As soon as we found our new home, I knew I would be building the kids a new bigger mud kitchen that would allow all three of them to play alongside one another but still have plenty of individual space to do their own thing.
Outdoor play is something that Casey and I both hold close to our heart and we want to encourage and provide that lifestyle for our children. Not only are mud kitchens a great outdoor activity that allows kids to be messy in a somewhat controlled environment, but they are working on and strengthening skills such as their imagination, communication, fine motor skills etc etc etc.
Our old mud kitchen has seen so much use and Lilly in particular has spent countless hours in front of it. It was super simple to build using some scrap timber I had laying around. I made a simple frame for an old sink to sit on that we picked up second hand and added a few shelves underneath for storage.
The only thing I didn’t really consider is how dirty it would be getting and that it would need regular cleaning which more or less involved taking everything off/out of it, standing it on its side and hosing it down. Sometimes I’d have to scrub it with a stiff brush to get all the dirt, leaves, bark you name it out of the sink drainage holes. While not a huge pain, it definitely gets annoying after the 100th time.
I knew that when I built the new mud kitchen, I wanted it to have enough space for all 3 kids to be able to play together and not get in each other’s way. This meant the structure would be far bigger and more or less impossible to move once constructed so I knew having sinks that could be removed for cleaning was going to be the most important feature.
Being an outdoor structure, I also wanted to minimise the amount of places crawlies and critters (mainly spiders) could hide. I designed the frame to ensure the storage area below the bench would be completely open from the front without support posts for spiders to hide behind as well as fully enclosing the back and sides.
The one thing Casey kept asking for when we discussed making a new mud kitchen was bench space, bench space, bench space! Rather than put in three sinks, we opted for leaving one out. This means not only does the kitchen have one huge bench for creating, there is also a decent amount of bench space either side of each sink. These are just stainless-steel bowls from Kmart with a decent sized lip which allows them to sit in the holes I cut out of the bench.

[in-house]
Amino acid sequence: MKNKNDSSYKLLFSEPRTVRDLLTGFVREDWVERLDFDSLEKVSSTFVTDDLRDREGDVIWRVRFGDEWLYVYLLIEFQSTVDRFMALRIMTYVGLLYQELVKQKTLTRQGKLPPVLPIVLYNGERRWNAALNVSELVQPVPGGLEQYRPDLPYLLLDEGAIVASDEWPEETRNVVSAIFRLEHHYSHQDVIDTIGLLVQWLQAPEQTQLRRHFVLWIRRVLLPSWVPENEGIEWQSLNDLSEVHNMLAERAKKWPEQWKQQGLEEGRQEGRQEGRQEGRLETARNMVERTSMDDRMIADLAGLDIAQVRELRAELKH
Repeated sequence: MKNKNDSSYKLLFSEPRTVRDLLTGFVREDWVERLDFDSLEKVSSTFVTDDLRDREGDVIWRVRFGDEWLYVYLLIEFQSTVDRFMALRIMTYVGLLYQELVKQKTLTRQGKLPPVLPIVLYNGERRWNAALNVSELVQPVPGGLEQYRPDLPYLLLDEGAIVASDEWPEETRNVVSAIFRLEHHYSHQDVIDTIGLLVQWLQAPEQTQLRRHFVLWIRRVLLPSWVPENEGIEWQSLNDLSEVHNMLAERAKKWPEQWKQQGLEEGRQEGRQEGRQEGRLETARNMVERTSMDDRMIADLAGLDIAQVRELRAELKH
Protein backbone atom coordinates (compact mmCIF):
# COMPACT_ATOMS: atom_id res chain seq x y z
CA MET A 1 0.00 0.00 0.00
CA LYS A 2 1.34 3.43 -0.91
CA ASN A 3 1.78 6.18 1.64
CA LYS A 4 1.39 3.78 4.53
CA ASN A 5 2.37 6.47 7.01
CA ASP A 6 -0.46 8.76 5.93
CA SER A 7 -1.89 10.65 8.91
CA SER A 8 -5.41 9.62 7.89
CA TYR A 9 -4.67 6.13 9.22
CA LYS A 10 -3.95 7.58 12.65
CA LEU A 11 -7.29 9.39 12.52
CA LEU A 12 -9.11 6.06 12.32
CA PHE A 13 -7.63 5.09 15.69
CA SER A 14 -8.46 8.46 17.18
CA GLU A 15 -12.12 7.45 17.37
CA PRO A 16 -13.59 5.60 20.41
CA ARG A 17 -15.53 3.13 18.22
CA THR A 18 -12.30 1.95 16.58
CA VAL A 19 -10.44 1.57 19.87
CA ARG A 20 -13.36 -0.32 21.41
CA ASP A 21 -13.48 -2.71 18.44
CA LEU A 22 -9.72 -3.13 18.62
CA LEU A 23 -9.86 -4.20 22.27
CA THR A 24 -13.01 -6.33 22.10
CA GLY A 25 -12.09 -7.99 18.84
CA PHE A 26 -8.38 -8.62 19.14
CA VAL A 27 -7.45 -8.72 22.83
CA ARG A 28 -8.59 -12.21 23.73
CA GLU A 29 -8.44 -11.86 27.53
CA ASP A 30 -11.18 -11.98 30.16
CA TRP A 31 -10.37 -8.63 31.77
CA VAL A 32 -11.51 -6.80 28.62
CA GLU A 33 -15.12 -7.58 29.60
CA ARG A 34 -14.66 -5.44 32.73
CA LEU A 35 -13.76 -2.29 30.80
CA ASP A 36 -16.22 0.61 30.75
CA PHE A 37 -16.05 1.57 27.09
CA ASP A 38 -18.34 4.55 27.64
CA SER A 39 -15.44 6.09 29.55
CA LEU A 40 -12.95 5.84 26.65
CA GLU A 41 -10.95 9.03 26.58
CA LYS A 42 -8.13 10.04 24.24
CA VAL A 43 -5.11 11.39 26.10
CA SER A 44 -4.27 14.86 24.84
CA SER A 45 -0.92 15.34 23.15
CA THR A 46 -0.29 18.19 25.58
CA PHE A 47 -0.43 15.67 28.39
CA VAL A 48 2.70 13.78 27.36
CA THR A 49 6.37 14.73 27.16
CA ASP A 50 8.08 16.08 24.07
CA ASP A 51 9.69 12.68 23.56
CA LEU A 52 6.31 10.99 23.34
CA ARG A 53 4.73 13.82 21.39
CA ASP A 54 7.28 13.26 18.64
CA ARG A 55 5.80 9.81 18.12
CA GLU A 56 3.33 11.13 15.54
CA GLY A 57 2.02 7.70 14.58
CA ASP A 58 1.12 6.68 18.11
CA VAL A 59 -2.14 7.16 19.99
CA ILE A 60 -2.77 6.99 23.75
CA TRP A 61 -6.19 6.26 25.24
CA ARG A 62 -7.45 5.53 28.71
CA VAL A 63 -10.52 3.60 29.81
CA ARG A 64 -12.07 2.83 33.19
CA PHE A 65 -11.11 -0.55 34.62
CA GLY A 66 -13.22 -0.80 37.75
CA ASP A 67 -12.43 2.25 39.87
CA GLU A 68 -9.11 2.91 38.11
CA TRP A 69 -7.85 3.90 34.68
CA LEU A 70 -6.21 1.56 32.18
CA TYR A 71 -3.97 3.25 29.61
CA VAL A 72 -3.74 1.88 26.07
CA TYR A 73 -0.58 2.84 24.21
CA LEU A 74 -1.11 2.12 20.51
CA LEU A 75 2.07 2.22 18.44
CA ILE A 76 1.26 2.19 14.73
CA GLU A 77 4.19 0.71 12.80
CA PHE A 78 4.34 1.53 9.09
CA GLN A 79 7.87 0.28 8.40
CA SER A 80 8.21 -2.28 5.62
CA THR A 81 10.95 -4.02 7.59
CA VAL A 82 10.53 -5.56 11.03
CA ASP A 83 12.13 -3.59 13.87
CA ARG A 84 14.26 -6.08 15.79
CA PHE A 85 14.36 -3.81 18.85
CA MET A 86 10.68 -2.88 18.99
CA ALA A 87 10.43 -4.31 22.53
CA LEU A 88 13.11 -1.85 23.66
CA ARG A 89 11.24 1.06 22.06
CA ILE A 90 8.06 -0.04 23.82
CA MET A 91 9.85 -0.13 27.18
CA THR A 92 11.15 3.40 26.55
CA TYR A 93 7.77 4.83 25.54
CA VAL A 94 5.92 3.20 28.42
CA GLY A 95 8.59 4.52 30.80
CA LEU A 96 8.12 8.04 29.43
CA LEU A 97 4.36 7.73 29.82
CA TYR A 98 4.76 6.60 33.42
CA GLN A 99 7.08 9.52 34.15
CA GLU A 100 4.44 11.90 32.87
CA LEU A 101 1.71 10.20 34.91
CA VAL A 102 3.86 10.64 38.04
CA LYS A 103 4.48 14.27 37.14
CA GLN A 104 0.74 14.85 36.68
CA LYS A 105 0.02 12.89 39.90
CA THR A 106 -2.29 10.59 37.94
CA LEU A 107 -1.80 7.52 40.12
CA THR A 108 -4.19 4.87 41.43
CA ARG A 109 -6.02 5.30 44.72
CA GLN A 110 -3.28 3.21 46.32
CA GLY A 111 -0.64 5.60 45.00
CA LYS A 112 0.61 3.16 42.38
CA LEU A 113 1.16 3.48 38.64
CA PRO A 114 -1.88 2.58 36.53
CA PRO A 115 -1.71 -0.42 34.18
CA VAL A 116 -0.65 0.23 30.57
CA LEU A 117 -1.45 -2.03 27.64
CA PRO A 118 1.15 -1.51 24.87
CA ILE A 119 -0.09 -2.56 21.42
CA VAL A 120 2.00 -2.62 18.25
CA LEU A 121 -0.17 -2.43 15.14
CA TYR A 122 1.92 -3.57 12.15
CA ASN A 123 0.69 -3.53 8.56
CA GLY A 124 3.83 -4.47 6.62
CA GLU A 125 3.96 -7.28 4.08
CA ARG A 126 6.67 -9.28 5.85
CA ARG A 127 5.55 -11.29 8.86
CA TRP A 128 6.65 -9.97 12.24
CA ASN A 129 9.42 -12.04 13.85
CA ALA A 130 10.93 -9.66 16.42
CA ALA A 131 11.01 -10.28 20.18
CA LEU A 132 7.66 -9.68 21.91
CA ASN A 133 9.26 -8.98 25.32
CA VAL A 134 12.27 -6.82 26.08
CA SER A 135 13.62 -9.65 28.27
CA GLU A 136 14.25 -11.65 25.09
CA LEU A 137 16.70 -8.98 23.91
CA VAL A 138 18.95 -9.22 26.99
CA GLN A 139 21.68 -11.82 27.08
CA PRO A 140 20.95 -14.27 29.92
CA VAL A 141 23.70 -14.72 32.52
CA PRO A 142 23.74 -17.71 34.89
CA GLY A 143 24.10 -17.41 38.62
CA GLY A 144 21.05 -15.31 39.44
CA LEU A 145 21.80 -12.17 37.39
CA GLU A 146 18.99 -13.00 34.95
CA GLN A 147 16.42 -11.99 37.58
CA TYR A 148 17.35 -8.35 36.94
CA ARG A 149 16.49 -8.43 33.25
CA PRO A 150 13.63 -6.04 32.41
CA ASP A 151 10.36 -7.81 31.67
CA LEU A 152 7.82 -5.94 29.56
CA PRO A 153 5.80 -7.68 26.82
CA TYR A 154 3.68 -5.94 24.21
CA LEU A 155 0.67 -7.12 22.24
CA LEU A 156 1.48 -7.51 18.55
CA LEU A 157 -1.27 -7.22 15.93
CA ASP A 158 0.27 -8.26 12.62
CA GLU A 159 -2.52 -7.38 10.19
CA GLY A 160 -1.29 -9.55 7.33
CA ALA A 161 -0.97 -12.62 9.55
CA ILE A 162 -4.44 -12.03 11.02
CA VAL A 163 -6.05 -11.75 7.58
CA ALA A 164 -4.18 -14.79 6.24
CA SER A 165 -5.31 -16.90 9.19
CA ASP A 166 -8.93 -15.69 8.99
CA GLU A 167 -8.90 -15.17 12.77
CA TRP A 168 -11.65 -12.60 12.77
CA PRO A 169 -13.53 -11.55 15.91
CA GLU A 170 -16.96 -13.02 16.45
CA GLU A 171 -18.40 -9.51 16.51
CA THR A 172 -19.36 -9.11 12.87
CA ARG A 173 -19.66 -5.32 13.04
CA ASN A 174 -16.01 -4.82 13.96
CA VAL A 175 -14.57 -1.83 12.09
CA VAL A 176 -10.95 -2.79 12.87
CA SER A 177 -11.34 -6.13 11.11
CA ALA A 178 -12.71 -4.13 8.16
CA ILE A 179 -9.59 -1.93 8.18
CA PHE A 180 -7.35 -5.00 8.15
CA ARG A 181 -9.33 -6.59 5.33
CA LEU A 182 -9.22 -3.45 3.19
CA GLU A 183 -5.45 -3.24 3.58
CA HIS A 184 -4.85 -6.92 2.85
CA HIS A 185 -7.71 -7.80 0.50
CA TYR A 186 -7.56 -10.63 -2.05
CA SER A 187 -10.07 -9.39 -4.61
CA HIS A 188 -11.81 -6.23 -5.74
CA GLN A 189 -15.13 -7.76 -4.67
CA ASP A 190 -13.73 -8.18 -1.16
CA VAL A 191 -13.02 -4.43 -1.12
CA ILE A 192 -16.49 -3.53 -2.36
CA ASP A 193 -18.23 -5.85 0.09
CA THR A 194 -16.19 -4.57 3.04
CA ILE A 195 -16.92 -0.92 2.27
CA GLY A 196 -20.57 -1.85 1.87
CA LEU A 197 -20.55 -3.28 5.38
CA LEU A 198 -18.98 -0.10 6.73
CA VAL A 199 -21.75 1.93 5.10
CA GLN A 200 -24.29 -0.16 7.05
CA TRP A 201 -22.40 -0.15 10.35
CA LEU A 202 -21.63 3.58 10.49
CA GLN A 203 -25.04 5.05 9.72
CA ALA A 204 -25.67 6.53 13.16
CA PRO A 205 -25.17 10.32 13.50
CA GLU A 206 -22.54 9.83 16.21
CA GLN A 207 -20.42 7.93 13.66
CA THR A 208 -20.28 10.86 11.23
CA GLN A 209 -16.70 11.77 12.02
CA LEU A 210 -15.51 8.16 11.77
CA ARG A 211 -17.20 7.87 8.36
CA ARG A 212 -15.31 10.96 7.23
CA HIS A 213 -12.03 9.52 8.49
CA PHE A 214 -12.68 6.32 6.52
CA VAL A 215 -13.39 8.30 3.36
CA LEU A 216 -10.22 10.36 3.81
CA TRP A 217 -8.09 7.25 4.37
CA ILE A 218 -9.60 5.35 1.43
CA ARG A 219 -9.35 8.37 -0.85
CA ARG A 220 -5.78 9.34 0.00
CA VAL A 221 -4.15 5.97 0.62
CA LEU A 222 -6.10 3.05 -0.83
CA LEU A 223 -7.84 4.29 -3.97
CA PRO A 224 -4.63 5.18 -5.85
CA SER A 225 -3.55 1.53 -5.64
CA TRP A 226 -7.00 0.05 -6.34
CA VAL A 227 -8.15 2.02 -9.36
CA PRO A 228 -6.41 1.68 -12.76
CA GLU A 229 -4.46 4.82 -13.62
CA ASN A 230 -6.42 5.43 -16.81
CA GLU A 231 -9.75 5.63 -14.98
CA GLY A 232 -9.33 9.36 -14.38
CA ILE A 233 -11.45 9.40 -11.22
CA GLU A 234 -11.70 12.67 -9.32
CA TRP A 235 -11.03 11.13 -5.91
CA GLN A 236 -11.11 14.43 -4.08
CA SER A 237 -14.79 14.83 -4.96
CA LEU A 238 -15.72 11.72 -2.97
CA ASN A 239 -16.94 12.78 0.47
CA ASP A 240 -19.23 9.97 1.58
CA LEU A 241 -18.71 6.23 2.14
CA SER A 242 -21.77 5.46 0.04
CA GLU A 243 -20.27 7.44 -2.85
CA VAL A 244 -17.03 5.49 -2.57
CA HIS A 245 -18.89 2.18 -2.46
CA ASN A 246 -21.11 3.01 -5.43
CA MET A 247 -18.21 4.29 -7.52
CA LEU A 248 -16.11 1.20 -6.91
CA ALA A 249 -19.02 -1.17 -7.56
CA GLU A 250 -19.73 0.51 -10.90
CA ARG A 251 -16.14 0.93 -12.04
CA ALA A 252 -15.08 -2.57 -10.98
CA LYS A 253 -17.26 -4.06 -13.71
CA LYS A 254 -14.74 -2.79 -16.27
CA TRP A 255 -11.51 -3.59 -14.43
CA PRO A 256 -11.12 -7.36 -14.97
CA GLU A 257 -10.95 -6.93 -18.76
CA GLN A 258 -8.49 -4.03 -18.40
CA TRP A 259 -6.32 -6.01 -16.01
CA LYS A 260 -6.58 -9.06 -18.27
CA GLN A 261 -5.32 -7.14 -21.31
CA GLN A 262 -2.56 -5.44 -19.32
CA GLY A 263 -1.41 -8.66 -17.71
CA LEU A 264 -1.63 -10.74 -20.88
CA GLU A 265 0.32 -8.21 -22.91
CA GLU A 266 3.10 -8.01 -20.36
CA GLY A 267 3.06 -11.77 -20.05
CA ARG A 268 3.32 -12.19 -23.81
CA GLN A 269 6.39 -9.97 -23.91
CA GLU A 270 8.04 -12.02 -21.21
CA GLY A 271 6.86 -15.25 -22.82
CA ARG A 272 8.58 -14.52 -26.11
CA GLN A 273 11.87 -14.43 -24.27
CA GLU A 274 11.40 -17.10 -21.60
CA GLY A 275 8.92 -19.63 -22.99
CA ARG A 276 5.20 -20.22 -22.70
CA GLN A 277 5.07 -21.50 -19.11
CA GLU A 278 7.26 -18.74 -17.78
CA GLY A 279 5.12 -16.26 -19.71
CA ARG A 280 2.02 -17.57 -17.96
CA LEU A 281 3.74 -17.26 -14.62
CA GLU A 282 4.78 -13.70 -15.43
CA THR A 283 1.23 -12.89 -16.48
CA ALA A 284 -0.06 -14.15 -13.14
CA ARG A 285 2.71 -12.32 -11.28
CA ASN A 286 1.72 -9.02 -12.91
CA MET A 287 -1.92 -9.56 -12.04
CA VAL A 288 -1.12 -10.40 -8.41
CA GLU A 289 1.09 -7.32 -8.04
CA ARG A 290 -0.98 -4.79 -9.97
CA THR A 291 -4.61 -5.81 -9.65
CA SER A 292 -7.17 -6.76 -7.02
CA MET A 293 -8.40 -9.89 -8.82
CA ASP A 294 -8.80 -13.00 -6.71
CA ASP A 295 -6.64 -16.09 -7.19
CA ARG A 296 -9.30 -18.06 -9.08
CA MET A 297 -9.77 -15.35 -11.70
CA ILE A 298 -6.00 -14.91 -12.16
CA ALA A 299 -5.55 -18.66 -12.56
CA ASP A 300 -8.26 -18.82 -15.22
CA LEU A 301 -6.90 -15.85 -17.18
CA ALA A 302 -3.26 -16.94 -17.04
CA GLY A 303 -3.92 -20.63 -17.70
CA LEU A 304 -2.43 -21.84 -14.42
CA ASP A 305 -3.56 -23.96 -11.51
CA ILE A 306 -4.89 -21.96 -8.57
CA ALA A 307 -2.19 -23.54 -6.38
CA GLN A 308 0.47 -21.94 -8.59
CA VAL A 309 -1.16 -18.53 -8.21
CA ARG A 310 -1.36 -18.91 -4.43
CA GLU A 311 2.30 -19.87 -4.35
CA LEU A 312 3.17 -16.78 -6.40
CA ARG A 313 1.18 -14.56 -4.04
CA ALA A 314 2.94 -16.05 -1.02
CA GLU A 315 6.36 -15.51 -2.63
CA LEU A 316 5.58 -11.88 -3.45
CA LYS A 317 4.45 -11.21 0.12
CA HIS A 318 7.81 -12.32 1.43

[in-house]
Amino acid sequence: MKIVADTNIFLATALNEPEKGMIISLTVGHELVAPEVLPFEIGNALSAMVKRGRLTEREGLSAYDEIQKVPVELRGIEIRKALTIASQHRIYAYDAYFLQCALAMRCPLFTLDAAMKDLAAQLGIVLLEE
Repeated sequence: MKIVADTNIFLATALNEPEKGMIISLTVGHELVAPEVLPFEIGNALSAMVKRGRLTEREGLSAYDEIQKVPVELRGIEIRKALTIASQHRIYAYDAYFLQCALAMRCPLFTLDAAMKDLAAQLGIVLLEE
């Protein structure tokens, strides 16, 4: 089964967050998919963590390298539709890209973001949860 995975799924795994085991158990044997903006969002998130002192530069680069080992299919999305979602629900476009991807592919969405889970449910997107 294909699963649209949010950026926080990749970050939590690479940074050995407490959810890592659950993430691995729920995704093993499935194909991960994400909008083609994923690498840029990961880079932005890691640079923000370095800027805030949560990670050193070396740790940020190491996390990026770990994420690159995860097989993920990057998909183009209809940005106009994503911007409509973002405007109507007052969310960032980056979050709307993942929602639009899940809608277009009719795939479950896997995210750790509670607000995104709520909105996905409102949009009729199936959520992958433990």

I also wanted to have a solid backboard above each bench. Not only would this provide a place to put more storage, but it also acts as a visual barrier for the unused side of the house which will be used for storage. I also added 3 small shelves to the left side and a shelf running the full length of the open bench. These are attached with the offcuts of the posts and cut to 45 degree angles that double as support for the shelves.
There are also a dozen stainless steel hooks on the underside of the long shelf for hanging smaller pots, pans utensils etc. I could stock a small kitchen shop with the number of spoons and whisks I have run over with the lawnmower because they did not have a home in the old mud kitchen.
I finished the mud kitchen with 2 coats of Johnstone’s water based natural decking oil and left it for 24hrs to cure. Once fully dry I attached an old blackboard picture frame we had in the cupboard from our wedding back in 2012!
Casey and the kids were ready to start moving all the pots, pans, utensils etc into their new home before it was even dry! We also added our Plum Picnic Table which I also stained with the same Johnstone’s Natural Decking Oil. I actually nailed the lids down so it functions as a normal picnic table. We got it on big clearance for $49!
I’m stoked with how it turned out and it’s already bringing so much joy to the kids and it’s seeing heaps of use. All up, the project cost just over $400 for all of the materials. It was completed over two days from start to finish.
For those of you wanting to replicate this mud kitchen or create one similar, the dimensions are 2m x 2m in length, 1.1m high, with a bench height of 0.5m. I experimented with different heights for the bench and found that 0.5m was perfect for Lilly (6) and Elliot (3) but still accessible so that Audrey (18months) can reach everything on the bench.
Materials I used were:
- 7 x 4.8m 70×35 H3 treated pine structural
- 20 x 3.6m 90×22 H3 treated pine decking
- Approx. 200 50mm treated pine screws
- Approx. 1L Johnstone’s natural decking oil water based
- 2 x stainless-steel bowls (with 10mm+ lip)
This is absolutely amazing. Thanks for the ideas. Can I ask what you have used for the floor? Is it some sort or bark? Thank you.
Looks great! I noticed your original one was under a tap, and the new one doesn't have water access. I was wondering if this was a feature you/or the kids miss? And I guess now that it's been in use for some time anything you would have changed/improved?